Reinvigorated by the fresh diaper, the baby was now eager to explore the harbor herself. I stumbled in her wake as she meandered through the surging crowd of holidaymakers. Then she began to run. I was about to stop her when she ran face first into the knee of an Italian who was paying more attention to his female companion than to what was under his feet.
The baby flew backward and the back of her head hit the cobblestone surface. My heart stopped when I heard the dull thump; I was sure it was a concussion.
The charming Italian understandably felt very bad about the incident, and he attempted to soothe the screaming child with goofy faces. The man apparently had no experience with small children. Rather than carrying on like this, he should have been thinking about fetching a doctor.
I tried to reassure him it was not really his fault, but I thought to myself that the next time he should watch his step and not go around kneeing little girls in the face.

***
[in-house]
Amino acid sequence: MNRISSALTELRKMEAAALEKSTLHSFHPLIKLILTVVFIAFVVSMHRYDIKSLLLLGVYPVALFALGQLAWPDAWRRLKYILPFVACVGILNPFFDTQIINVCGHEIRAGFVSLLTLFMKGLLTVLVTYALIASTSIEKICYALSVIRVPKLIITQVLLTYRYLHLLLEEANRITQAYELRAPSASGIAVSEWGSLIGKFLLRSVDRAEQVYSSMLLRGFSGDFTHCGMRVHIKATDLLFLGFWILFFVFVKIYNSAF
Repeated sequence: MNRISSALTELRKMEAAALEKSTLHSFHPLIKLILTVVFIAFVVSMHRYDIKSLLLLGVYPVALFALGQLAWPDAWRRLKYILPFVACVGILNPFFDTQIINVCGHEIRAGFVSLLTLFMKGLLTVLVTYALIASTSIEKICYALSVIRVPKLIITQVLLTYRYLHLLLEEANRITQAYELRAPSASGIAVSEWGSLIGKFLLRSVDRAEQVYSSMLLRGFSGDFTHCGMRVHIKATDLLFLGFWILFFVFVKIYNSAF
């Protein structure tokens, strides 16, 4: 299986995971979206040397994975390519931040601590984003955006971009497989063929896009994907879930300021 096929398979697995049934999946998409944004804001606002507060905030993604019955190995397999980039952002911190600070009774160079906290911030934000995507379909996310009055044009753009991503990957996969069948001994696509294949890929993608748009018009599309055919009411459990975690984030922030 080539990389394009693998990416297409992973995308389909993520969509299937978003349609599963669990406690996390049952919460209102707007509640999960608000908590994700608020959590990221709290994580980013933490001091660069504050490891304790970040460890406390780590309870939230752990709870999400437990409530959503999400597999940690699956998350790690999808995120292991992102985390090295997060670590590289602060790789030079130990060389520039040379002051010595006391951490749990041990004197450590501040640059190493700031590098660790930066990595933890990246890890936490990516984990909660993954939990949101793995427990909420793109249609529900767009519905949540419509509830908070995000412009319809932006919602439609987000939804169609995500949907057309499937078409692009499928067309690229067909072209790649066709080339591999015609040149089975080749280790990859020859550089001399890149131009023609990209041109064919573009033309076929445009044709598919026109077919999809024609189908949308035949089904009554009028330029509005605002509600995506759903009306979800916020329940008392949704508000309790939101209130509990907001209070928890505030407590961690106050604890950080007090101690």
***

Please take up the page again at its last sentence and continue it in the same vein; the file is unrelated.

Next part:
For the next hour, we watched the baby with tense concern. After she had calmed down somewhat, we repeatedly asked her where mamma and daddy were. Thankfully, she still knew. There was no concussion, after all. They say the skulls of young children are rather more elastic than those of adults. I fully believe it now.
Earlier in the day I had planned to spend a couple of hours in contemplation and mystical transports on the sea-facing balcony of our hotel room. But when we staggered in that evening, I had no strength for such pursuits. After a day like that sleep truly becomes the foremost object of desire.
The last thing I remember was the sound of my little girl sucking on the bottle as I felt asleep next to her.
When I belatedly stepped onto the balcony the next morning, the Adriatic greeted me in its full glory. The green hues of the lush foliage in the gardens below contrasted splendidly with the azure blue of the water. Three smaller islands further out stood silent sentry to the morning’s splendor.